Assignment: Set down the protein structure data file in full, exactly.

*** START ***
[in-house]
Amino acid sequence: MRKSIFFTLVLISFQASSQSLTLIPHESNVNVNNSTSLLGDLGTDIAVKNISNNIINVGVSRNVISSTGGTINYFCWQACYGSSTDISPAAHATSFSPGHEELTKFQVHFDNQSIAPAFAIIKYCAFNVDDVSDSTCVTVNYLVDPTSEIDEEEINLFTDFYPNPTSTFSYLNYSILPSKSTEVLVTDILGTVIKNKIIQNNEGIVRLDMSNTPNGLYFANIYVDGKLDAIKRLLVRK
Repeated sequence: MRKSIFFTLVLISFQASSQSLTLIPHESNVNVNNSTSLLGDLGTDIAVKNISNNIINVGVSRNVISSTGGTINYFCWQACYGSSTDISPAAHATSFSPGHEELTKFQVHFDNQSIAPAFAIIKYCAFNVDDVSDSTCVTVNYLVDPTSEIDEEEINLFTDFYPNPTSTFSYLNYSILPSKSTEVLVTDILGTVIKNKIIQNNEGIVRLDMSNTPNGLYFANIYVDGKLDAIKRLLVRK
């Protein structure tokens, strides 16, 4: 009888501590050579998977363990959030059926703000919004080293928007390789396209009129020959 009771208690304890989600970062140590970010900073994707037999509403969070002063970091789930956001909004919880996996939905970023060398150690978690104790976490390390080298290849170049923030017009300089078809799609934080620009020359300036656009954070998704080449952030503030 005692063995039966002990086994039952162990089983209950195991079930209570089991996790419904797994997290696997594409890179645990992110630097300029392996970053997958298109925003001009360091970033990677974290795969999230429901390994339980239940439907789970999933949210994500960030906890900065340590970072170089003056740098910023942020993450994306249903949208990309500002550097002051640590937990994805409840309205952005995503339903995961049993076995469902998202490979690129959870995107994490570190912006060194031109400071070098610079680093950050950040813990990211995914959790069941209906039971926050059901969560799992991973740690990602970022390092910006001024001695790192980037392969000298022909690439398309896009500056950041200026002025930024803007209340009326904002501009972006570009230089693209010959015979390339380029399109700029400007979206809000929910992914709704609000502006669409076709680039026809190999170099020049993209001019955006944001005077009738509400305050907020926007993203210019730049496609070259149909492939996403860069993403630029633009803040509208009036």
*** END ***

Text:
[in-house]
Amino acid sequence: MRKSIFFTLVLISFQASSQSLTLIPHESNVNVNNSTSLLGDLGTDIAVKNISNNIINVGVSRNVISSTGGTINYFCWQACYGSSTDISPAAHATSFSPGHEELTKFQVHFDNQSIAPAFAIIKYCAFNVDDVSDSTCVTVNYLVDPTSEIDEEEINLFTDFYPNPTSTFSYLNYSILPSKSTEVLVTDILGTVIKNKIIQNNEGIVRLDMSNTPNGLYFANIYVDGKLDAIKRLLVRK
Repeated sequence: MRKSIFFTLVLISFQASSQSLTLIPHESNVNVNNSTSLLGDLGTDIAVKNISNNIINVGVSRNVISSTGGTINYFCWQACYGSSTDISPAAHATSFSPGHEELTKFQVHFDNQSIAPAFAIIKYCAFNVDDVSDSTCVTVNYLVDPTSEIDEEEINLFTDFYPNPTSTFSYLNYSILPSKSTEVLVTDILGTVIKNKIIQNNEGIVRLDMSNTPNGLYFANIYVDGKLDAIKRLLVRK
């Protein structure tokens, strides 16, 4: 009888501590050579998977363990959030059926703000919004080293928007390789396209009129020959 009771208690304890989600970062140590970010900073994707037999509403969070002063970091789930956001909004919880996996939905970023060398150690978690104790976490390390080298290849170049923030017009300089078809799609934080620009020359300036656009954070998704080449952030503030 005692063995039966002990086994039952162990089983209950195991079930209570089991996790419904797994997290696997594409890179645990992110630097300029392996970053997958298109925003001009360091970033990677974290795969999230429901390994339980239940439907789970999933949210994500960030906890900065340590970072170089003056740098910023942020993450994306249903949208990309500002550097002051640590937990994805409840309205952005995503339903995961049993076995469902998202490979690129959870995107994490570190912006060194031109400071070098610079680093950050950040813990990211995914959790069941209906039971926050059901969560799992991973740690990602970022390092910006001024001695790192980037392969000298022909690439398309896009500056950041200026002025930024803007209340009326904002501009972006570009230089693209010959015979390339380029399109700029400007979206809000929910992914709704609000502006669409076709680039026809190999170099020049993209001019955006944001005077009738509400305050907020926007993203210019730049496609070259149909492939996403860069993403630029633009803040509208009036």